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Leading AI

Visionary CEOs are integrating artificial intelligence (AI) solutions as they navigate through digital transformation, but they’re still very human.

Leading AI

Whether in sales, human resources, product development or marketing, AI, intelligently deployed, enhances the work of every department – and if you’re not looking at all the ways to automate your processes, you’ll soon be left behind by your competition. However, even a sophisticated blend of robotics, sensors and algorithms cannot replace a CEO.

Humanity Is Your Superpower

In Rehumanizing Leadership authors Michael Chavez and Sudhanshu Palsule emphasize that, as the world automates, being human becomes even more important. Leaders should nurture their most human qualities including empathy and social responsibility.

Image of: Rehumanizing Leadership
Book Summary

Rehumanizing Leadership

As the future of work changes, thriving in the 21st century will require embracing your humanity.

Michael Chavez and Sudhanshu Palsule LID Publishing
Read Summary

In a sea of shallow information, it’s up to leaders to contemplate deeper questions about purpose and meaning in work. Leaders should reject old myths that self-interest defines human nature and “embrace new values” such as transparency, more informal governance systems that encourage every employee’s participation, and creativity to meet new challenges. Building relationships and managing diverse teams for optimal collaboration are the hallmarks of effective CEOs now and into the future. 

Focus on “Culture, Talent and Numbers” 

Values are the bedrock of your company’s culture, and as author Trey Taylor points out in A CEO Only Does Three Things, maintaining culture is one of the “three things” a CEO does. A good CEO embodies organizational values and takes every opportunity to articulate them.

Image of: A CEO Only Does Three Things
Book Summary

A CEO Only Does Three Things

Trey Taylor advises CEOs to focus on three things – culture, talent and numbers.

Trey Taylor Trey Taylor
Read Summary

Developing talent and keeping an eye on the numbers are equally important focuses for CEOs. And while AI can help in hiring, and is invaluable when it comes to metrics, ultimately humans make the hiring decisions and CEOs decide what gets measured. AI data analysis greatly informs decision-making, but the buck still stops with the CEO.

Culture is the ethical environment in which we live and work, including the beliefs, behavioral rules, traditions and rituals that bind us together. 

Trey Taylor

Company culture comes from an organization’s values, values that are, ideally, embodied in the CEO. AI values are determined by humans, as Sara Kupfer points out in her article “Robots Need Bias Awareness Training Too.

Emphasize Ethics 

Silicon Valley recognizes its technologies greatly impacted society. Many tech companies now try to evaluate ethical considerations as they iterate new digital solutions. As journalist Linda Kinstler reports in “Ethicists were hired to save tech’s soul. Will anyone let them?” these efforts haven’t always been successful.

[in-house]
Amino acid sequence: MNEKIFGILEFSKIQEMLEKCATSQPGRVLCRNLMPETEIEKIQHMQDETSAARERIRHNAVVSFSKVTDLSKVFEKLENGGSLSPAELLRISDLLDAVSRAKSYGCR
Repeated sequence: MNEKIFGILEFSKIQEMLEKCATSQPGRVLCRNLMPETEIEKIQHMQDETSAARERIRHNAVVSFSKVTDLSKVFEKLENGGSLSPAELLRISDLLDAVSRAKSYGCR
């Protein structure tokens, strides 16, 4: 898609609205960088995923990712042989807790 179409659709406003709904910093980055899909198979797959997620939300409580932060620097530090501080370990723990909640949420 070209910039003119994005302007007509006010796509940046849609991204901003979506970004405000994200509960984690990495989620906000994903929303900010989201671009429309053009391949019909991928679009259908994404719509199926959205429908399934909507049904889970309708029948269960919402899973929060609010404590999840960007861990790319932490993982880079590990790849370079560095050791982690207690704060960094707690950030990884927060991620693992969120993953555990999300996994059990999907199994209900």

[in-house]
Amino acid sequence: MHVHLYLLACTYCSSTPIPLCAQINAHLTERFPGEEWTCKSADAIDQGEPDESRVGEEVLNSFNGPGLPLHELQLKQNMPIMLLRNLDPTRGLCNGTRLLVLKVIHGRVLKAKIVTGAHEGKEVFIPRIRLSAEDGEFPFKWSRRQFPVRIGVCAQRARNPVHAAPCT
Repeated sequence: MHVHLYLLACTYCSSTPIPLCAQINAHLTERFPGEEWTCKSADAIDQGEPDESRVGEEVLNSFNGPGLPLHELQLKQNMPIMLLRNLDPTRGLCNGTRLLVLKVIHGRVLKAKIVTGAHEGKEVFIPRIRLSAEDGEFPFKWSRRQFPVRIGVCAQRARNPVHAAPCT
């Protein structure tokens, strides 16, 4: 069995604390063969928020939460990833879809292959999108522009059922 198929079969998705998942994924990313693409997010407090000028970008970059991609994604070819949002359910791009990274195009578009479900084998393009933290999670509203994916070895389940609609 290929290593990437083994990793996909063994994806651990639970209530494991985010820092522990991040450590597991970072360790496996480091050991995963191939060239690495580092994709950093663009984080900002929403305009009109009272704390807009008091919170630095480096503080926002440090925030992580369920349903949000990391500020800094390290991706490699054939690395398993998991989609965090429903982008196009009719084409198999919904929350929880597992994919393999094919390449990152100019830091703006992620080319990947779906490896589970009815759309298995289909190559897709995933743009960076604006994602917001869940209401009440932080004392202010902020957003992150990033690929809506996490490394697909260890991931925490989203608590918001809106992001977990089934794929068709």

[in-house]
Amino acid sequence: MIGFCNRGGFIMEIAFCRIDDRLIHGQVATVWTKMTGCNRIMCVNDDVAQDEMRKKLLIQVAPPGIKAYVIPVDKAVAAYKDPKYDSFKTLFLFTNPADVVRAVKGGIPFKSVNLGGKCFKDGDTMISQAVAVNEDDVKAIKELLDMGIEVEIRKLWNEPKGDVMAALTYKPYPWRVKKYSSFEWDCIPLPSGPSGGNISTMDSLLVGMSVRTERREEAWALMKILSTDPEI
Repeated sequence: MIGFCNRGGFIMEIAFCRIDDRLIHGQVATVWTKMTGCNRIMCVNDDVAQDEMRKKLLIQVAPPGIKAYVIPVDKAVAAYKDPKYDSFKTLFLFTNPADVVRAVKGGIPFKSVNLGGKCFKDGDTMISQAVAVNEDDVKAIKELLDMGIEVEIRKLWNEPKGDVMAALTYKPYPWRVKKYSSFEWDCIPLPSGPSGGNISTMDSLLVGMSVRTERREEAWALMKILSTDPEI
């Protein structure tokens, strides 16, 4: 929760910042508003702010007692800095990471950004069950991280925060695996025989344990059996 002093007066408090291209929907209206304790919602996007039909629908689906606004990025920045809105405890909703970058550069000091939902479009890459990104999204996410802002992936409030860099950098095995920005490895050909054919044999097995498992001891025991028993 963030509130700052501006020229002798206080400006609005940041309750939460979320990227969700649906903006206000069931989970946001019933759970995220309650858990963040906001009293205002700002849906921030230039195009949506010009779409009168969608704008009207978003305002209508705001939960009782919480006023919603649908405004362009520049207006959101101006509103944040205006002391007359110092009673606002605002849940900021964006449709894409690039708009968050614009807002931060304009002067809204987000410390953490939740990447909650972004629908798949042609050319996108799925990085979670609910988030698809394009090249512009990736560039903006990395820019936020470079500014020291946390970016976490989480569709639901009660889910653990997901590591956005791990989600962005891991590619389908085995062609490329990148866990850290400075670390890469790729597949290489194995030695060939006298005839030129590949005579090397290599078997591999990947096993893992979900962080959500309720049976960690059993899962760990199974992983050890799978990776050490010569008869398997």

Image of: Ethicists were hired to save tech’s soul. Will anyone let them?
Article Summary

Ethicists were hired to save tech’s soul. Will anyone let them?

In response to public backlash, the tech industry is starting to embrace ethics.

Linda Kinstler Protocol
Read Summary

Former Apple chairman Mike Markkula developed a code of ethics for Apple in the 1980s, and founded the Markkula Center for Applied Ethics at Santa Clara University to give tech leaders the skill sets and tools they need to evaluate the ethical implications of their innovations. Some critics charge these efforts are “ethics washing,” and not serious enough about confronting some of the more existential issues digital transformation brings about. However, all attempts to build a shared vocabulary to discuss ethical issues is a step in the right direction. Ideally, nations could agree upon a set of ethical guidelines for emerging technologies, but that seems out of reach currently.

Develop a Vision for Your Organization’s Future

When DHL’s Ken Allen took over the company, he didn’t exactly know why the delivery service had falling revenues for so long. He decided to spend time with frontline workers, helping them meet their goals and learning what obstacles got in the way of them doing their jobs. He also learned firsthand about DHL customers. Without taking this tact, using his intuition every step of the way, stripping his understanding of the business down to brass tacks, he would not have understood how to rebuild it into the vibrant, successful global corporation it is today. No bucket of bolts could do what he did. Allen recounts this corporate journey in his book Radical Simplicity.

Image of: Radical Simplicity
Book Summary

Radical Simplicity

CEO Ken Allen explains how he rose at DHL and built the company’s dominance.

Ken Allen Ebury Press
Read Summary

What Allen did took imagination and open-mindedness, a willingness to go where he was needed and listen to all concerned, absorb the problems and start formulating a plan to turn DHL around, a plan that, of necessity, included constantly monitoring the cutting edge of various digital technologies, continuously experimenting to see what works and then figuring out the best way to integrate good automated solutions into a heavy and hectic workflow.

You can’t build outstanding businesses from behind a desk.

Ken Allen

Allen refocused the company on a simple vision, “international express,” with a passionate focus on increasing customer satisfaction. His leadership was transformational. Find out more about Allen and DHL’s transformation in his interview with Michael Wiederstein.

Discover more lessons from intrepid CEOs:

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